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Why social media should face the same public-interest criteria as journalism
Facebook, a platform created by undergraduates in a Harvard dorm room, has transformed the ways millions of people consume news, understand the world, and participate in the political process. Despite taking on many of journalism’s traditional roles, Facebook and other platforms, such as Twitter and Google, have presented themselves as tech companies—and therefore not subject to the same regulations and ethical codes as conventional media organizations. In contrast to tech companies’ boasts of disruptive innovation, Philip M. Napoli offers a timely and persuasive case for seeing social media as news media, with a fundamental obligation to serve the public interest. Social Media and the Public Interest explores how and why social-media platforms became so central to news consumption and distribution as they met many of the challenges of finding information—and audiences—online. Napoli illustrates the implications of a system in which coders and engineers drive out journalists and editors as the gatekeepers who determine media content. He argues that a social-media-driven news ecosystem represents a case of market failure in what he calls the algorithmic marketplace of ideas. To respond, we need to rethink fundamental elements of media governance based on a revitalized concept of the public interest. A compelling examination of the intersection of social media and journalism, Social Media and the Public Interest offers valuable insights for the democratic governance of today’s most influential shapers of news.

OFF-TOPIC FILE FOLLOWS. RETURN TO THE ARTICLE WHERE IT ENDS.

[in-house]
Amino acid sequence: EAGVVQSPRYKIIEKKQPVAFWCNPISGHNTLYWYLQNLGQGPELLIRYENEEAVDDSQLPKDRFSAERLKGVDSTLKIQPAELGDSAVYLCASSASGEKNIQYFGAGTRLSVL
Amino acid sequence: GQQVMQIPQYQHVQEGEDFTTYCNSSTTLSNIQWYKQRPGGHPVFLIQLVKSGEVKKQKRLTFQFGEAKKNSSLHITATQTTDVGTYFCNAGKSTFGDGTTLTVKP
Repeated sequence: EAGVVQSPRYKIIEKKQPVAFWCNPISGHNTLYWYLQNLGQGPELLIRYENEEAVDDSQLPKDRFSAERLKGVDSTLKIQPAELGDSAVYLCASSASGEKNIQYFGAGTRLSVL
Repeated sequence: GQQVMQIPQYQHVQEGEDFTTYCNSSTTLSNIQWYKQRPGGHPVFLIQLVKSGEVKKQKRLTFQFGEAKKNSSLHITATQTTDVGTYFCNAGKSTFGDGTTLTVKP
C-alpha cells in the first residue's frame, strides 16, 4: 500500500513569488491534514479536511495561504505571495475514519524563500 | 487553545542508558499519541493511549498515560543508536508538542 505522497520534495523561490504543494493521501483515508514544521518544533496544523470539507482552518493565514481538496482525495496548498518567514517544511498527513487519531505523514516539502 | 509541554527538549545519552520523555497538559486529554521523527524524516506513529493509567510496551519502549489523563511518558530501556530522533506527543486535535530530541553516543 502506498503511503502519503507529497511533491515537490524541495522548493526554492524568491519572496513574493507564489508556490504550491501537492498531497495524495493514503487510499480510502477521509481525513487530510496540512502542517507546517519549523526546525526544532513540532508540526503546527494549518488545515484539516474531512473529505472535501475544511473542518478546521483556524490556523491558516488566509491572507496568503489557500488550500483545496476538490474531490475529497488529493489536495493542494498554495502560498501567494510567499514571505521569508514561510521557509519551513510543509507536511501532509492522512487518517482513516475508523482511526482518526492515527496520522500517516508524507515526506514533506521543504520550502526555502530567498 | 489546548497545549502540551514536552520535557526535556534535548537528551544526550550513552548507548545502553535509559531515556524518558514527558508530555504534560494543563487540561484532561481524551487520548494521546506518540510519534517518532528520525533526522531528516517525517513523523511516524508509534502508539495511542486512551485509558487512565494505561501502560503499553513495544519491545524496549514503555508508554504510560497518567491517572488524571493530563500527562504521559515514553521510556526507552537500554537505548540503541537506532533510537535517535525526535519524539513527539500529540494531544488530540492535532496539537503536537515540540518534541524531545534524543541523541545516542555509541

Philip M. Napoli is the James R. Shepley Professor of Public Policy in the Sanford School of Public Policy at Duke University, where he is also a faculty affiliate with the DeWitt Wallace Center for Media and Democracy. His previous books include Audience Economics: Media Institutions and the Audience Marketplace (2003) and Audience Evolution: New Technologies and the Transformation of Media Audiences (2010), both from Columbia University Press.
"While recent episodes have raised questions about algorithmic manipulation and discrimination, what remained missing was a truly comprehensive account, one that not only synthesizes the state of affairs but also offers a conceptual framework for interpreting these developments in light of public policy, news values and ethics, and the future of the public sphere. This book bridges that gap."
-Seth C. Lewis, Papé Chair in Emerging Media, University of Oregon